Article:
Land Use – Sustainability | Mars, Incorporated
Land Usage



Over thousands of years, the farming and herding that helped us grow as a species has transformed up to half of the Earth’s landscape1. While much of that transformation was necessary and good, it has also lead to poor soil quality, fractured ecosystems and lessened biodiversity. This is a particular threat in the tropics, the home of cocoa, coffee, tea and palm oil — all key crops for Mars.

At Mars, our Associates are working to stop the cycle of environmental degradation and create a greener future for all. Reduced crop quality and yields can create the need for more pesticides and fertilizers, which can in turn lead to even poorer soil quality. By acting now, we can halt the global slowdown of yields in crops like wheat, rice and maize.2

We want to make life better for farmers in the tropics, who have small tracts of land and small or no profit margins, struggling to make a living and support their families. Declining yields put them under pressure to clear forests to plant more crops, which only makes things harder in the long run. We’re beginning with seeing how our business affects these communities, to best determine where we can help.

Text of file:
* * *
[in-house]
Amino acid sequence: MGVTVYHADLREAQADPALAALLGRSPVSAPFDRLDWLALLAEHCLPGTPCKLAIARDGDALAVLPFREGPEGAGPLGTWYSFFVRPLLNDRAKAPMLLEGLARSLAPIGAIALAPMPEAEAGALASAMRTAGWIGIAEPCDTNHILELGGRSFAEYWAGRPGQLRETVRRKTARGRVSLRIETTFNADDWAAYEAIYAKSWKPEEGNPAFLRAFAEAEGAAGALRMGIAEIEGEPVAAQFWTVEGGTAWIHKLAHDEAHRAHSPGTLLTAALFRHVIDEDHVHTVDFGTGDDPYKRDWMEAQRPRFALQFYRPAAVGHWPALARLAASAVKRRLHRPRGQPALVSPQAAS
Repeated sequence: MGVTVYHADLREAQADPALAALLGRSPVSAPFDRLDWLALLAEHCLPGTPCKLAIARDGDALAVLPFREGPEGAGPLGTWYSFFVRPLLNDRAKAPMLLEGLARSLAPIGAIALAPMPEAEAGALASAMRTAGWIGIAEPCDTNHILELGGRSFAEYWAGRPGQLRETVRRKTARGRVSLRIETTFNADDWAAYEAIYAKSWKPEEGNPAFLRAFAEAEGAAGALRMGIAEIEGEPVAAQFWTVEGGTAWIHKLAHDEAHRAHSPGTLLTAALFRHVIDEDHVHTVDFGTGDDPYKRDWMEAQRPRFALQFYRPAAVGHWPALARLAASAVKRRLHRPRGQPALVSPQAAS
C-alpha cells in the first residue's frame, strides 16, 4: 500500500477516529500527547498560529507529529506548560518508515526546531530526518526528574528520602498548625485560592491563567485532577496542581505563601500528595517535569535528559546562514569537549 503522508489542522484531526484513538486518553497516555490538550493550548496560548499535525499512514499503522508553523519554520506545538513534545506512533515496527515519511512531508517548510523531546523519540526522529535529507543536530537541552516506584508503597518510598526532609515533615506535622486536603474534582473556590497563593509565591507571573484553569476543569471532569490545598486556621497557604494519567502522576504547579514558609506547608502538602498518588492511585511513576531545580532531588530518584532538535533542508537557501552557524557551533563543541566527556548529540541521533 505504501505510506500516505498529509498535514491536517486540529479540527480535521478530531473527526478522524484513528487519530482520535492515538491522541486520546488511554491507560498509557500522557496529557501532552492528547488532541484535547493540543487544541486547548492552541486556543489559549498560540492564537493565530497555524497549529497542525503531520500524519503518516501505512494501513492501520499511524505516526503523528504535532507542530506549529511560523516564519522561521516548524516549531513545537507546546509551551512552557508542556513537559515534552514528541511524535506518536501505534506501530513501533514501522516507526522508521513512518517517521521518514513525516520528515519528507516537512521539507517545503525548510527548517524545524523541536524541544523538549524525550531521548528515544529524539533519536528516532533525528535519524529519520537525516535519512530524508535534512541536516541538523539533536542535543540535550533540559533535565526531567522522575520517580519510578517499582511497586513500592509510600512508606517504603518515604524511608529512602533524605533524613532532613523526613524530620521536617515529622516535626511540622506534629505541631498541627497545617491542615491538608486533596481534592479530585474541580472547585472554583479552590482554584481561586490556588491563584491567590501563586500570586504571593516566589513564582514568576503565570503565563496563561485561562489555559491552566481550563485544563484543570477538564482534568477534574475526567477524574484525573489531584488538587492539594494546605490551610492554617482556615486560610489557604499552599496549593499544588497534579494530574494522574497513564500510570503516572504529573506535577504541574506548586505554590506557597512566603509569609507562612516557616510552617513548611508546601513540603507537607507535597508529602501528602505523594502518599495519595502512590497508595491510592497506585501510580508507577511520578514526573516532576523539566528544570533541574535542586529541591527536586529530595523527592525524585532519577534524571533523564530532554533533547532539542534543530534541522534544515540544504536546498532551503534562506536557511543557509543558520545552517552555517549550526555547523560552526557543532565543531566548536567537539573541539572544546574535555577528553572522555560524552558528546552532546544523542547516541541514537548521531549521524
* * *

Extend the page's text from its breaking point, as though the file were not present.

Our Associates are currently figuring out exactly how farmers throughout our supply chain use their land and how we can help. This is just the first step toward our ultimate aim of measuring and reducing the impact we have on land use. To begin, we’ve measured our land use in three areas:

  • Factories — Factories are hugely important to business, but their land use only accounts for around 0.05 percent of total use in our value chain.
  • Raw materials — It takes a lot of land for our partners to grow the raw materials we need for our business — 97.8 percent of our total use.
  • Packaging — Packaging our products takes up a bit more land than producing them — 2.2 percent of our total land use.

With this information in hand, we can go about making a difference. One approach is to use biodiversity hotspot maps to help us see where reducing land use needs to be a priority. A more sophisticated approach would be to develop a land use impact “factor” that takes into account things like biodiversity impacts, soil fertility and soil erosion.

For more information, please see our Deforestation Prevention Policy. 

1 Vitousek, P.M.; Mooney, H.A.; Lubchenco, J.; Melillo, J.M. 1997. "Human Domination of Earth's Ecosystems.” Science 277:494-499
2 Source: Alston, Beddow and Pardey (2009)